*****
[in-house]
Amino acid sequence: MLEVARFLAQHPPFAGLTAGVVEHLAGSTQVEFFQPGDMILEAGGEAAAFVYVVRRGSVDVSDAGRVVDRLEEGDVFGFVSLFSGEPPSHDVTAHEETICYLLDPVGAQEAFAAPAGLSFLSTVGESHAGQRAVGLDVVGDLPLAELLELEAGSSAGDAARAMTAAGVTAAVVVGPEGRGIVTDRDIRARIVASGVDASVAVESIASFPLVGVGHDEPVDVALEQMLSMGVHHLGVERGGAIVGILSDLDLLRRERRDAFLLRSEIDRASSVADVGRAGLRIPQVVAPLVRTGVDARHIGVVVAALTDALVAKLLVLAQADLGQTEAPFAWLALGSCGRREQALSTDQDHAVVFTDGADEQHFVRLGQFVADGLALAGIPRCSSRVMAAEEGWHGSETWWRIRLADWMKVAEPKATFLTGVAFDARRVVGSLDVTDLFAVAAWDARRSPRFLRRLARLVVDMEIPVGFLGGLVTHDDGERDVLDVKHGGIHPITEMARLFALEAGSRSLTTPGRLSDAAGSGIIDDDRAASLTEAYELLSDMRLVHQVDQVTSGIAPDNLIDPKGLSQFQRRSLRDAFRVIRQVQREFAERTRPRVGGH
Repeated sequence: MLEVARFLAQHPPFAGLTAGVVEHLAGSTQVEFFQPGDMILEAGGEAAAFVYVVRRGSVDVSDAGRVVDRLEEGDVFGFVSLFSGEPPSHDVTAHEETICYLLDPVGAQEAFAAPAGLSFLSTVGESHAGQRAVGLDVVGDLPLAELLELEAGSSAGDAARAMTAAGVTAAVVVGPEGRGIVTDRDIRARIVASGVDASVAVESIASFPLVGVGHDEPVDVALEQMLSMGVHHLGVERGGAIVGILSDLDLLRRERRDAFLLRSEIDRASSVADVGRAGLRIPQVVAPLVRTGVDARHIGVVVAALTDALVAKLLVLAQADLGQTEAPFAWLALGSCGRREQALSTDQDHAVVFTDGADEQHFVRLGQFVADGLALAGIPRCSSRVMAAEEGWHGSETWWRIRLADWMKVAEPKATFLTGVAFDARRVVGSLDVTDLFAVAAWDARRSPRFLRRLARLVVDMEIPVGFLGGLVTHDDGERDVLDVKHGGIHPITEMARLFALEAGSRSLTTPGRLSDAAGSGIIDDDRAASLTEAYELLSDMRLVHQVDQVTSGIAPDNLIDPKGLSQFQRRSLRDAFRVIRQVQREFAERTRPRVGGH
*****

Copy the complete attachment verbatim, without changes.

[in-house]
Amino acid sequence: MLEVARFLAQHPPFAGLTAGVVEHLAGSTQVEFFQPGDMILEAGGEAAAFVYVVRRGSVDVSDAGRVVDRLEEGDVFGFVSLFSGEPPSHDVTAHEETICYLLDPVGAQEAFAAPAGLSFLSTVGESHAGQRAVGLDVVGDLPLAELLELEAGSSAGDAARAMTAAGVTAAVVVGPEGRGIVTDRDIRARIVASGVDASVAVESIASFPLVGVGHDEPVDVALEQMLSMGVHHLGVERGGAIVGILSDLDLLRRERRDAFLLRSEIDRASSVADVGRAGLRIPQVVAPLVRTGVDARHIGVVVAALTDALVAKLLVLAQADLGQTEAPFAWLALGSCGRREQALSTDQDHAVVFTDGADEQHFVRLGQFVADGLALAGIPRCSSRVMAAEEGWHGSETWWRIRLADWMKVAEPKATFLTGVAFDARRVVGSLDVTDLFAVAAWDARRSPRFLRRLARLVVDMEIPVGFLGGLVTHDDGERDVLDVKHGGIHPITEMARLFALEAGSRSLTTPGRLSDAAGSGIIDDDRAASLTEAYELLSDMRLVHQVDQVTSGIAPDNLIDPKGLSQFQRRSLRDAFRVIRQVQREFAERTRPRVGGH
Repeated sequence: MLEVARFLAQHPPFAGLTAGVVEHLAGSTQVEFFQPGDMILEAGGEAAAFVYVVRRGSVDVSDAGRVVDRLEEGDVFGFVSLFSGEPPSHDVTAHEETICYLLDPVGAQEAFAAPAGLSFLSTVGESHAGQRAVGLDVVGDLPLAELLELEAGSSAGDAARAMTAAGVTAAVVVGPEGRGIVTDRDIRARIVASGVDASVAVESIASFPLVGVGHDEPVDVALEQMLSMGVHHLGVERGGAIVGILSDLDLLRRERRDAFLLRSEIDRASSVADVGRAGLRIPQVVAPLVRTGVDARHIGVVVAALTDALVAKLLVLAQADLGQTEAPFAWLALGSCGRREQALSTDQDHAVVFTDGADEQHFVRLGQFVADGLALAGIPRCSSRVMAAEEGWHGSETWWRIRLADWMKVAEPKATFLTGVAFDARRVVGSLDVTDLFAVAAWDARRSPRFLRRLARLVVDMEIPVGFLGGLVTHDDGERDVLDVKHGGIHPITEMARLFALEAGSRSLTTPGRLSDAAGSGIIDDDRAASLTEAYELLSDMRLVHQVDQVTSGIAPDNLIDPKGLSQFQRRSLRDAFRVIRQVQREFAERTRPRVGGH